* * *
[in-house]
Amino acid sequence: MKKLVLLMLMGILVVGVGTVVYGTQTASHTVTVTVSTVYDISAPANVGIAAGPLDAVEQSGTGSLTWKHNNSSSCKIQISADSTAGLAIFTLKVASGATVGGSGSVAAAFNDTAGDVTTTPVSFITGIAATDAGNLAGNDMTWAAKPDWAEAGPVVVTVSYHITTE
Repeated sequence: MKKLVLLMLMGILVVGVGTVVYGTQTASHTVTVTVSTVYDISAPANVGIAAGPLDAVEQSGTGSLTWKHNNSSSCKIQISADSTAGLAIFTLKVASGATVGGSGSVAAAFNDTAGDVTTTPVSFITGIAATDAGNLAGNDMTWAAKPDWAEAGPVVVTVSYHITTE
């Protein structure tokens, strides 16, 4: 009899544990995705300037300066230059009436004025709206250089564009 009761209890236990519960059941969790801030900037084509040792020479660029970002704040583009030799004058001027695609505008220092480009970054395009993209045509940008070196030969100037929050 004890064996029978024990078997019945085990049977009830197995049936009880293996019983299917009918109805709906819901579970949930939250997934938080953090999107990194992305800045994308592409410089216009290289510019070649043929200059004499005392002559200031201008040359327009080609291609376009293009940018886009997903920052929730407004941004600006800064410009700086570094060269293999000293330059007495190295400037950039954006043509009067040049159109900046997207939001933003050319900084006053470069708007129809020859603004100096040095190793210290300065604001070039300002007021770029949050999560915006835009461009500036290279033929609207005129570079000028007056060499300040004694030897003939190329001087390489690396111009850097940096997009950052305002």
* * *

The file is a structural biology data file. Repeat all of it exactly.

[in-house]
Amino acid sequence: MKKLVLLMLMGILVVGVGTVVYGTQTASHTVTVTVSTVYDISAPANVGIAAGPLDAVEQSGTGSLTWKHNNSSSCKIQISADSTAGLAIFTLKVASGATVGGSGSVAAAFNDTAGDVTTTPVSFITGIAATDAGNLAGNDMTWAAKPDWAEAGPVVVTVSYHITTE
Repeated sequence: MKKLVLLMLMGILVVGVGTVVYGTQTASHTVTVTVSTVYDISAPANVGIAAGPLDAVEQSGTGSLTWKHNNSSSCKIQISADSTAGLAIFTLKVASGATVGGSGSVAAAFNDTAGDVTTTPVSFITGIAATDAGNLAGNDMTWAAKPDWAEAGPVVVTVSYHITTE
């Protein structure tokens, strides 16, 4: 009899544990995705300037300066230059009436004025709206250089564009 009761209890236990519960059941969790801030900037084509040792020479660029970002704040583009030799004058001027695609505008220092480009970054395009993209045509940008070196030969100037929050 004890064996029978024990078997019945085990049977009830197995049936009880293996019983299917009918109805709906819901579970949930939250997934938080953090999107990194992305800045994308592409410089216009290289510019070649043929200059004499005392002559200031201008040359327009080609291609376009293009940018886009997903920052929730407004941004600006800064410009700086570094060269293999000293330059007495190295400037950039954006043509009067040049159109900046997207939001933003050319900084006053470069708007129809020859603004100096040095190793210290300065604001070039300002007021770029949050999560915006835009461009500036290279033929609207005129570079000028007056060499300040004694030897003939190329001087390489690396111009850097940096997009950052305002």